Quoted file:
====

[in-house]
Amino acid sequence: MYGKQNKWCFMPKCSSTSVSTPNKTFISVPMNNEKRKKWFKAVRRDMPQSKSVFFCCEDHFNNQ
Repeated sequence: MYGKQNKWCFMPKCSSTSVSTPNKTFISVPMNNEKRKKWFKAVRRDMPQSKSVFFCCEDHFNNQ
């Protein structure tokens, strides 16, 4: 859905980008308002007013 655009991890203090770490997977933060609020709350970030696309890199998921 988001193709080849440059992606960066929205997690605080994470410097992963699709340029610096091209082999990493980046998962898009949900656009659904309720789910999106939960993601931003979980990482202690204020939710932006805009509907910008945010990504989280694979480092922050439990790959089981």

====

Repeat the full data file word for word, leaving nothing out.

[in-house]
Amino acid sequence: MYGKQNKWCFMPKCSSTSVSTPNKTFISVPMNNEKRKKWFKAVRRDMPQSKSVFFCCEDHFNNQ
Repeated sequence: MYGKQNKWCFMPKCSSTSVSTPNKTFISVPMNNEKRKKWFKAVRRDMPQSKSVFFCCEDHFNNQ
């Protein structure tokens, strides 16, 4: 859905980008308002007013 655009991890203090770490997977933060609020709350970030696309890199998921 988001193709080849440059992606960066929205997690605080994470410097992963699709340029610096091209082999990493980046998962898009949900656009659904309720789910999106939960993601931003979980990482202690204020939710932006805009509907910008945010990504989280694979480092922050439990790959089981």